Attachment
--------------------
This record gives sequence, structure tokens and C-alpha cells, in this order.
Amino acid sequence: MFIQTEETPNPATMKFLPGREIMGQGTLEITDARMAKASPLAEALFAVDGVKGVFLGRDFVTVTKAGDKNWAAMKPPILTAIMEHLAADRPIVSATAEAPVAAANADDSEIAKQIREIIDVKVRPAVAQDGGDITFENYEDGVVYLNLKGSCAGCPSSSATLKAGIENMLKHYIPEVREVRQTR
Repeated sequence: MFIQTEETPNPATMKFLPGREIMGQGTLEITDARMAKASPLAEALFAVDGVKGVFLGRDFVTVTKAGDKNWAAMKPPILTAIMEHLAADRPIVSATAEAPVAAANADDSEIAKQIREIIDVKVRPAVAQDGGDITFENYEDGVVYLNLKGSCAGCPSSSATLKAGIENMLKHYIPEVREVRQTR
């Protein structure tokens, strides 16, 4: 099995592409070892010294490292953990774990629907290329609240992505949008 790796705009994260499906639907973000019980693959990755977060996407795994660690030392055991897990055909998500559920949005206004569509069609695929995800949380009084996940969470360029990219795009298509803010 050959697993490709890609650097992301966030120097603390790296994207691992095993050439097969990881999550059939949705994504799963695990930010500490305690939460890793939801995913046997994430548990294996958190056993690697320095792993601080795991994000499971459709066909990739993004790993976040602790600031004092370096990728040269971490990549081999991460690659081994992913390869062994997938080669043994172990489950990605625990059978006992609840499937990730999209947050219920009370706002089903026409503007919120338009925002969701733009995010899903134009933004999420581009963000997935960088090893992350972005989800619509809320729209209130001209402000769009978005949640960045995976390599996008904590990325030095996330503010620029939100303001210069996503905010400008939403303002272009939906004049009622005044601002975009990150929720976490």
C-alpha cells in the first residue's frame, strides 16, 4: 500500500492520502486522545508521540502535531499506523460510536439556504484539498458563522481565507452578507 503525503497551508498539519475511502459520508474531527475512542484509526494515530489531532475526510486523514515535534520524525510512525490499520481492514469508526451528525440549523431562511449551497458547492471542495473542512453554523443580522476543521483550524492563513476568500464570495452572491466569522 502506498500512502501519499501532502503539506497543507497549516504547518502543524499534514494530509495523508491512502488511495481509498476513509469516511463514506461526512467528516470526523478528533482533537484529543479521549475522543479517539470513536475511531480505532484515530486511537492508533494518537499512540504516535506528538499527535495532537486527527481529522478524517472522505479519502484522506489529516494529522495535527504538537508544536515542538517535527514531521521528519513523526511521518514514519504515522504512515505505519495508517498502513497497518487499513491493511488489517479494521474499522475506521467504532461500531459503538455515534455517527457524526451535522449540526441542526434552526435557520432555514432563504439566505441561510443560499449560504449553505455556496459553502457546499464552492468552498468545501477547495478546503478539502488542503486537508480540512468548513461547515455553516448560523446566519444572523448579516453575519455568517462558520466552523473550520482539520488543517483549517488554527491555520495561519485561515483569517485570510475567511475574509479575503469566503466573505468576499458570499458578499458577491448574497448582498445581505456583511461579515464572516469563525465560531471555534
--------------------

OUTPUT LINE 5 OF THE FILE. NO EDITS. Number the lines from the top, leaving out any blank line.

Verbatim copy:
C-alpha cells in the first residue's frame, strides 16, 4: 500500500492520502486522545508521540502535531499506523460510536439556504484539498458563522481565507452578507 503525503497551508498539519475511502459520508474531527475512542484509526494515530489531532475526510486523514515535534520524525510512525490499520481492514469508526451528525440549523431562511449551497458547492471542495473542512453554523443580522476543521483550524492563513476568500464570495452572491466569522 502506498500512502501519499501532502503539506497543507497549516504547518502543524499534514494530509495523508491512502488511495481509498476513509469516511463514506461526512467528516470526523478528533482533537484529543479521549475522543479517539470513536475511531480505532484515530486511537492508533494518537499512540504516535506528538499527535495532537486527527481529522478524517472522505479519502484522506489529516494529522495535527504538537508544536515542538517535527514531521521528519513523526511521518514514519504515522504512515505505519495508517498502513497497518487499513491493511488489517479494521474499522475506521467504532461500531459503538455515534455517527457524526451535522449540526441542526434552526435557520432555514432563504439566505441561510443560499449560504449553505455556496459553502457546499464552492468552498468545501477547495478546503478539502488542503486537508480540512468548513461547515455553516448560523446566519444572523448579516453575519455568517462558520466552523473550520482539520488543517483549517488554527491555520495561519485561515483569517485570510475567511475574509479575503469566503466573505468576499458570499458578499458577491448574497448582498445581505456583511461579515464572516469563525465560531471555534